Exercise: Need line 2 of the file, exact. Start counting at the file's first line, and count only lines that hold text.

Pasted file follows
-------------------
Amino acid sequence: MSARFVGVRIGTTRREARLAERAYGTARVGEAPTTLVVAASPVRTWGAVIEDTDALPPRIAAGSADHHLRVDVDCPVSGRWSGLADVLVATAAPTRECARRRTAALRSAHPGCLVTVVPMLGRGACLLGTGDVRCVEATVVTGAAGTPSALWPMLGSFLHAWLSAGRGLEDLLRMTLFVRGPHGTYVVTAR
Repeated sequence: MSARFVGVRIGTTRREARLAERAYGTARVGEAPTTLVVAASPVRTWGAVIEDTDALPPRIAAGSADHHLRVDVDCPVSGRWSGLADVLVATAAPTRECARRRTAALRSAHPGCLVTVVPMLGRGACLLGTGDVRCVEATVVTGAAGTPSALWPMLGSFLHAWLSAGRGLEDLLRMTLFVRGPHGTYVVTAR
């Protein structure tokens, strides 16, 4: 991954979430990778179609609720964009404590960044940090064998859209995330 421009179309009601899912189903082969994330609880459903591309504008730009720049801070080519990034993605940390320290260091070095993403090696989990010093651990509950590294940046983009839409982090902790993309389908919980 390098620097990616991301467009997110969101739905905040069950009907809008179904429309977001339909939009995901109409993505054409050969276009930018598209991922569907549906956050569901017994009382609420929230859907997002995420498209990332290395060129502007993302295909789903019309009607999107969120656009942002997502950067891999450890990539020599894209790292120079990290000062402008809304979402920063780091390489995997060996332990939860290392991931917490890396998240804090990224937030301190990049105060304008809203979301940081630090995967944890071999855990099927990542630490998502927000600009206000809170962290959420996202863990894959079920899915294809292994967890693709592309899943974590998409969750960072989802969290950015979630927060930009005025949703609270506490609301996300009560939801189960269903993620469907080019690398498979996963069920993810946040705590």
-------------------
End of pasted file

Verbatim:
Repeated sequence: MSARFVGVRIGTTRREARLAERAYGTARVGEAPTTLVVAASPVRTWGAVIEDTDALPPRIAAGSADHHLRVDVDCPVSGRWSGLADVLVATAAPTRECARRRTAALRSAHPGCLVTVVPMLGRGACLLGTGDVRCVEATVVTGAAGTPSALWPMLGSFLHAWLSAGRGLEDLLRMTLFVRGPHGTYVVTAR